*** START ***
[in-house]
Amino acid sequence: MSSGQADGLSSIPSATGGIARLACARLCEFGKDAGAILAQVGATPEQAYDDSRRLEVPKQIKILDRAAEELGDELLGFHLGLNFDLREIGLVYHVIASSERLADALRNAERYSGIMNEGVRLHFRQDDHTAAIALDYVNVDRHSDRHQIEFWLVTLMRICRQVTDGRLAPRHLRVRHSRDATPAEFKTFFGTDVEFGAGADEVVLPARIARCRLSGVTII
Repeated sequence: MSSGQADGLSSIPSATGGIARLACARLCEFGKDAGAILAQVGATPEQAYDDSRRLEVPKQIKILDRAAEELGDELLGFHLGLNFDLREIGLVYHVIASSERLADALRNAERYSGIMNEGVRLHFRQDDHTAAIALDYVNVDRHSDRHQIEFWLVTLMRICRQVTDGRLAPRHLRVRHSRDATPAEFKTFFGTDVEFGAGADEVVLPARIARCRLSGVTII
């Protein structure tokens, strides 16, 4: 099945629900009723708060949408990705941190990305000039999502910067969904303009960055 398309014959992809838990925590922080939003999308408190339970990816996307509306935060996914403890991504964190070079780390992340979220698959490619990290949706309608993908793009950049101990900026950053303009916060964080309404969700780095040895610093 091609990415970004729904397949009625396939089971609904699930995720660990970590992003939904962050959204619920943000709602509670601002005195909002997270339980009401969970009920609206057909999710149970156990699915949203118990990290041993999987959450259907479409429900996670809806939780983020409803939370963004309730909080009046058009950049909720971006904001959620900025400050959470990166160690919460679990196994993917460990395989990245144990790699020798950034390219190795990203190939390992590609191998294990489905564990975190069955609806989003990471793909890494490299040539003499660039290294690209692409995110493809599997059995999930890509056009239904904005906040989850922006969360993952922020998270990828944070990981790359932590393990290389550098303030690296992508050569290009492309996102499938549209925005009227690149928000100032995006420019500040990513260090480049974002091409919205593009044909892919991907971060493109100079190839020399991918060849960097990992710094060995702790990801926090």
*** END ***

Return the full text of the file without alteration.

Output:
[in-house]
Amino acid sequence: MSSGQADGLSSIPSATGGIARLACARLCEFGKDAGAILAQVGATPEQAYDDSRRLEVPKQIKILDRAAEELGDELLGFHLGLNFDLREIGLVYHVIASSERLADALRNAERYSGIMNEGVRLHFRQDDHTAAIALDYVNVDRHSDRHQIEFWLVTLMRICRQVTDGRLAPRHLRVRHSRDATPAEFKTFFGTDVEFGAGADEVVLPARIARCRLSGVTII
Repeated sequence: MSSGQADGLSSIPSATGGIARLACARLCEFGKDAGAILAQVGATPEQAYDDSRRLEVPKQIKILDRAAEELGDELLGFHLGLNFDLREIGLVYHVIASSERLADALRNAERYSGIMNEGVRLHFRQDDHTAAIALDYVNVDRHSDRHQIEFWLVTLMRICRQVTDGRLAPRHLRVRHSRDATPAEFKTFFGTDVEFGAGADEVVLPARIARCRLSGVTII
């Protein structure tokens, strides 16, 4: 099945629900009723708060949408990705941190990305000039999502910067969904303009960055 398309014959992809838990925590922080939003999308408190339970990816996307509306935060996914403890991504964190070079780390992340979220698959490619990290949706309608993908793009950049101990900026950053303009916060964080309404969700780095040895610093 091609990415970004729904397949009625396939089971609904699930995720660990970590992003939904962050959204619920943000709602509670601002005195909002997270339980009401969970009920609206057909999710149970156990699915949203118990990290041993999987959450259907479409429900996670809806939780983020409803939370963004309730909080009046058009950049909720971006904001959620900025400050959470990166160690919460679990196994993917460990395989990245144990790699020798950034390219190795990203190939390992590609191998294990489905564990975190069955609806989003990471793909890494490299040539003499660039290294690209692409995110493809599997059995999930890509056009239904904005906040989850922006969360993952922020998270990828944070990981790359932590393990290389550098303030690296992508050569290009492309996102499938549209925005009227690149928000100032995006420019500040990513260090480049974002091409919205593009044909892919991907971060493109100079190839020399991918060849960097990992710094060995702790990801926090």